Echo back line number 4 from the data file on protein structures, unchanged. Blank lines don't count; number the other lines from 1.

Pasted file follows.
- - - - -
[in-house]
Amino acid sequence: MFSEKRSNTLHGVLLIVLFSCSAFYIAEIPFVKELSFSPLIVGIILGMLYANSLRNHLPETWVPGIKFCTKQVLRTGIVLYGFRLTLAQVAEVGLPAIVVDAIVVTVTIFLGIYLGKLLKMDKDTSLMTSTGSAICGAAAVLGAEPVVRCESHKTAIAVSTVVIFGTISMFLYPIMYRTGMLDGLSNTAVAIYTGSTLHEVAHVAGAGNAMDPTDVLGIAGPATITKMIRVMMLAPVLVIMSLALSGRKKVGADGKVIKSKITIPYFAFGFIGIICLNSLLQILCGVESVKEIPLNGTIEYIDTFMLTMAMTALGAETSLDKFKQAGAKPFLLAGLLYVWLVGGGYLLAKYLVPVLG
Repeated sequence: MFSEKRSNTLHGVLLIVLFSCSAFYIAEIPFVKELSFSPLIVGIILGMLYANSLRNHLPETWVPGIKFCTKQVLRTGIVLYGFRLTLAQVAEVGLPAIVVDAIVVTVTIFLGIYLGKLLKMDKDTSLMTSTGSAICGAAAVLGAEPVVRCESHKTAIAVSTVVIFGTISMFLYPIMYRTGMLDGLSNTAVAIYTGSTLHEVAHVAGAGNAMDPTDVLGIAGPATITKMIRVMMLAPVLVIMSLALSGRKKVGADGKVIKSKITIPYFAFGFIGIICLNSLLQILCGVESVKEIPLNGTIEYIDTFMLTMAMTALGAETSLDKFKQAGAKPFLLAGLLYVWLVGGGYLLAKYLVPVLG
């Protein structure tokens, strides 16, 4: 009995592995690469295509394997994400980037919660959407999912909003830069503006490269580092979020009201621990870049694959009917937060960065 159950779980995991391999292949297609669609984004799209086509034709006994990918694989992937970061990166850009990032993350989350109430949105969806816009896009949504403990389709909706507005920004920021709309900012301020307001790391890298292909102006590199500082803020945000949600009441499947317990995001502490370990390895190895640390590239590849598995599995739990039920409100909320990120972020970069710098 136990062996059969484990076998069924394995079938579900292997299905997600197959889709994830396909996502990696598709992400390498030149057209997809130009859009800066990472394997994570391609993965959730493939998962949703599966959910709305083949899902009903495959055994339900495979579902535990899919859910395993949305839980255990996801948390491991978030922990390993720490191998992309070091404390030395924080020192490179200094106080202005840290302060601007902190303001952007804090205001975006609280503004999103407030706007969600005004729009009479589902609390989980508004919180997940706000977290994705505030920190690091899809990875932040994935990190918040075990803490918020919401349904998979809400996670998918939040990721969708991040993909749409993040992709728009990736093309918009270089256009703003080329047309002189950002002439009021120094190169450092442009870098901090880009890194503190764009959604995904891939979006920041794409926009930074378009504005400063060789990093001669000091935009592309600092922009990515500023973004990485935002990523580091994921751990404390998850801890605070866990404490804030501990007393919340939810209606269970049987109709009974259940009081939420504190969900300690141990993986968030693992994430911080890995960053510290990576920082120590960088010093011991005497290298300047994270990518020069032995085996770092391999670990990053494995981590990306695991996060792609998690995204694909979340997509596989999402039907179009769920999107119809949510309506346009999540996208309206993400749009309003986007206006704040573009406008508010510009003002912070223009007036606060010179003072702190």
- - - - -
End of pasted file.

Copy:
């Protein structure tokens, strides 16, 4: 009995592995690469295509394997994400980037919660959407999912909003830069503006490269580092979020009201621990870049694959009917937060960065 159950779980995991391999292949297609669609984004799209086509034709006994990918694989992937970061990166850009990032993350989350109430949105969806816009896009949504403990389709909706507005920004920021709309900012301020307001790391890298292909102006590199500082803020945000949600009441499947317990995001502490370990390895190895640390590239590849598995599995739990039920409100909320990120972020970069710098 136990062996059969484990076998069924394995079938579900292997299905997600197959889709994830396909996502990696598709992400390498030149057209997809130009859009800066990472394997994570391609993965959730493939998962949703599966959910709305083949899902009903495959055994339900495979579902535990899919859910395993949305839980255990996801948390491991978030922990390993720490191998992309070091404390030395924080020192490179200094106080202005840290302060601007902190303001952007804090205001975006609280503004999103407030706007969600005004729009009479589902609390989980508004919180997940706000977290994705505030920190690091899809990875932040994935990190918040075990803490918020919401349904998979809400996670998918939040990721969708991040993909749409993040992709728009990736093309918009270089256009703003080329047309002189950002002439009021120094190169450092442009870098901090880009890194503190764009959604995904891939979006920041794409926009930074378009504005400063060789990093001669000091935009592309600092922009990515500023973004990485935002990523580091994921751990404390998850801890605070866990404490804030501990007393919340939810209606269970049987109709009974259940009081939420504190969900300690141990993986968030693992994430911080890995960053510290990576920082120590960088010093011991005497290298300047994270990518020069032995085996770092391999670990990053494995981590990306695991996060792609998690995204694909979340997509596989999402039907179009769920999107119809949510309506346009999540996208309206993400749009309003986007206006704040573009406008508010510009003002912070223009007036606060010179003072702190």